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X-Men Blue #31 review

Comic Books

X-Men Blue #31 review

Magneto’s coming for you, Emma Frost–hope you survive the experience!

Well, X-fans, we’re approaching the end of our X-Men Blue journey. And as a parting gift, our gracious Captain Cullen Bunn is reminding us why we hopped aboard in the first place. And look! He’s even brought along the series’ original artist, the talented Jorge Molina!

Real talk: Bunn isn’t an actual captain and there isn’t even a single boat in X-Men Blue #31, so I don’t know why I’m talking like this comic’s a seafaring vessel. What this book is… is good! And as I mentioned before, it’s because Bunn and Molina managed to bring back many of those positive feelings I had while reading early issues of X-Men Blue.

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For starters, Bunn and Molina literally kick things off by bringing us back to a scene from X-Men Blue #2 involving Magneto and Jean Grey. This flashback allows for an excellent exploration of Magneto and what drives him. X-Men Blue has always been just as much Magneto’s book as the time-displaced original five’s, and Bunn definitely makes you sympathize with the master of magnetism and his proactive approach to keeping his fellow mutants safe.X-Men Blue #31 reviewNow, just put yourself in Magneto’s boots for a second. You’ve dedicated the bulk of your life to fighting for mutantkind–fighting against those who wish to do harm to carriers of the X-Gene. And then, a wicked cabal comes along with something called Mothervine that controls mutants and tells them to kill Magneto, which, in turn, forces Magneto to fight for his survival… killing those brainwashed mutants in the process. You’d be more than a little upset.

And imagine if one of the people in the cabal happened to be notorious troublemaker Emma Frost?

There, my friends, you have the core plot of this comic book: Magneto on a mission to end the White Queen once and for all. (I’m sure many Jean Grey fans are fine with this.)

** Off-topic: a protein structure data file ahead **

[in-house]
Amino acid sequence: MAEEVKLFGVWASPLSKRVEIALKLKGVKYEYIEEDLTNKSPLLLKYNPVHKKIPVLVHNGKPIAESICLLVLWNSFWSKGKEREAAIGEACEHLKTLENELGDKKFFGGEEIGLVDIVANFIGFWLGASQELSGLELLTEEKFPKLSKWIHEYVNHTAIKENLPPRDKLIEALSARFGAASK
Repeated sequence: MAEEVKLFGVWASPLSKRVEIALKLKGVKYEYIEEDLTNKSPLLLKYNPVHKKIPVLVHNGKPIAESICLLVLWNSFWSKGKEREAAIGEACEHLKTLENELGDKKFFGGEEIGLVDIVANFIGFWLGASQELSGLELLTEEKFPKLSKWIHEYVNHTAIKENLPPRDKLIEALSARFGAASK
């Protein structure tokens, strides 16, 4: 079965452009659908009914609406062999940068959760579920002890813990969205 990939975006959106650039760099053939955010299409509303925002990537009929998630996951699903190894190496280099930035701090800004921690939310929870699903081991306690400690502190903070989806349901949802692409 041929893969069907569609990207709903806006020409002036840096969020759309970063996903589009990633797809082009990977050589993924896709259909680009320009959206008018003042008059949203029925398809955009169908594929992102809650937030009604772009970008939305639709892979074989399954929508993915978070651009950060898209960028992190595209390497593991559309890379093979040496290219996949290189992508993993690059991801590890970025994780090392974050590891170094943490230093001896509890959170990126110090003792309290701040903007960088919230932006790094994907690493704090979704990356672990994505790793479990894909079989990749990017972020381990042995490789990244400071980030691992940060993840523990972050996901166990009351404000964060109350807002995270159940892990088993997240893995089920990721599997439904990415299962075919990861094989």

Of course, there’s not much that can top watching Magneto hunt Nazis, but it’s also fun to see him going after the Hellfire Club. While Chris Claremont’s mature, repentant Magneto is nice, deep down, we all want to see Magneto unleashed and Bunn delivers on all those freaky Hellfire members.

Really, Bunn gets high marks across the board with this comic, as each of the characters has a unique–and entertaining–voice. Bunn’s biting Emma Frost is always wonderful to follow, while his Briar Raleigh (speaking of freaky) is always surprising.

Molina’s art rocks across the board. Whether he’s drawing variations of pain (in both young and adult Magneto’s faces) or assuredness in Emma and Briar, the artist proves he’s a master of visualizing emotions. Plus, I’m a sucker for a killer Magneto action scene, and we get one here with those iconic Hellfire soldiers. Move over, Wolverine!

If there’s a downside here, it’s that I know we’re speeding toward this series’ conclusion, which probably won’t leave much room for quieter character moments. I still have no idea what’s going on between Cyclops and Jean Grey. They have a quick telepathic conversation this week, but it has nothing to do with their “relationship” or Scott’s attraction to Bloodstorm. Guys, if you’re going to think to each other, at least give us something juicy!

But I have faith in Bunn. If anything, the writer has proven that he plans ahead, so if he had enough notice the series would be ending with issue 36, you know the big finish should be something special. I will say, we still have a few issues of X-Men Blue left and I’m already very excited to see what state Magneto will be in by series’ end.

X-Men Blue #31 review
X-Men Blue #31
Is it good?
Take strong writing, stunning visuals and throw a vengeance-seeking Magneto into the mix and you have the makings of a terrific X-Men story!
Cullen Bunn does an excellent job of capturing these iconic characters' voices.
A great look behind the helmet to see what drives Magneto to fight.
It's hard not to feel something while following Jorge Molina's emotive artwork.
There's not much room this week for those quieter moments that make X-Men Blue so engaging.

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